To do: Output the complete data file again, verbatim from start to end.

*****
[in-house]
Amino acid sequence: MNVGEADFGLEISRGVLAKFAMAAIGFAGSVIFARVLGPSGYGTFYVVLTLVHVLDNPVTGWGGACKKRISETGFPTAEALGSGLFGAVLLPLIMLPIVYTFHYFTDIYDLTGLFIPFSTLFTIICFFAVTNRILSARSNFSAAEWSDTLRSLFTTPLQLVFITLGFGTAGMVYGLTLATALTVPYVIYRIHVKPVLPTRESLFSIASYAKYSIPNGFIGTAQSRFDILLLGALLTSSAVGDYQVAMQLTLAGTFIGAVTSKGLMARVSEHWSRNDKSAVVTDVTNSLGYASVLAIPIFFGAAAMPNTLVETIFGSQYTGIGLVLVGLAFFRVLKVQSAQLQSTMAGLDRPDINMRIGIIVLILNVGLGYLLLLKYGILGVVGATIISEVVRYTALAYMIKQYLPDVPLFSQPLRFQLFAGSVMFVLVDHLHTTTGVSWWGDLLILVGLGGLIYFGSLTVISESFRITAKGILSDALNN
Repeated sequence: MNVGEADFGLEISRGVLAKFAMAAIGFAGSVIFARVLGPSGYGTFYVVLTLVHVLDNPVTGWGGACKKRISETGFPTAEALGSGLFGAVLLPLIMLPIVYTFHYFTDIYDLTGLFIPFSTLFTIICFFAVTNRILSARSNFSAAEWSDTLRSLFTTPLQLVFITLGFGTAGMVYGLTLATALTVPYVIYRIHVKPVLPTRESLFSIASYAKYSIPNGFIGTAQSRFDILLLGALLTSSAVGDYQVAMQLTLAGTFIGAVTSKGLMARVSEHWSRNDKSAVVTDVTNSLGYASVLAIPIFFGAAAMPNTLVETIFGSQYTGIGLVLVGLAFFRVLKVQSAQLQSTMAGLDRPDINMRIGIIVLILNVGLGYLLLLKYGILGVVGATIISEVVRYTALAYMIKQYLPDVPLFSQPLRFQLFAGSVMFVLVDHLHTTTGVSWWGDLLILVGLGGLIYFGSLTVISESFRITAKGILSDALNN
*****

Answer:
[in-house]
Amino acid sequence: MNVGEADFGLEISRGVLAKFAMAAIGFAGSVIFARVLGPSGYGTFYVVLTLVHVLDNPVTGWGGACKKRISETGFPTAEALGSGLFGAVLLPLIMLPIVYTFHYFTDIYDLTGLFIPFSTLFTIICFFAVTNRILSARSNFSAAEWSDTLRSLFTTPLQLVFITLGFGTAGMVYGLTLATALTVPYVIYRIHVKPVLPTRESLFSIASYAKYSIPNGFIGTAQSRFDILLLGALLTSSAVGDYQVAMQLTLAGTFIGAVTSKGLMARVSEHWSRNDKSAVVTDVTNSLGYASVLAIPIFFGAAAMPNTLVETIFGSQYTGIGLVLVGLAFFRVLKVQSAQLQSTMAGLDRPDINMRIGIIVLILNVGLGYLLLLKYGILGVVGATIISEVVRYTALAYMIKQYLPDVPLFSQPLRFQLFAGSVMFVLVDHLHTTTGVSWWGDLLILVGLGGLIYFGSLTVISESFRITAKGILSDALNN
Repeated sequence: MNVGEADFGLEISRGVLAKFAMAAIGFAGSVIFARVLGPSGYGTFYVVLTLVHVLDNPVTGWGGACKKRISETGFPTAEALGSGLFGAVLLPLIMLPIVYTFHYFTDIYDLTGLFIPFSTLFTIICFFAVTNRILSARSNFSAAEWSDTLRSLFTTPLQLVFITLGFGTAGMVYGLTLATALTVPYVIYRIHVKPVLPTRESLFSIASYAKYSIPNGFIGTAQSRFDILLLGALLTSSAVGDYQVAMQLTLAGTFIGAVTSKGLMARVSEHWSRNDKSAVVTDVTNSLGYASVLAIPIFFGAAAMPNTLVETIFGSQYTGIGLVLVGLAFFRVLKVQSAQLQSTMAGLDRPDINMRIGIIVLILNVGLGYLLLLKYGILGVVGATIISEVVRYTALAYMIKQYLPDVPLFSQPLRFQLFAGSVMFVLVDHLHTTTGVSWWGDLLILVGLGGLIYFGSLTVISESFRITAKGILSDALNN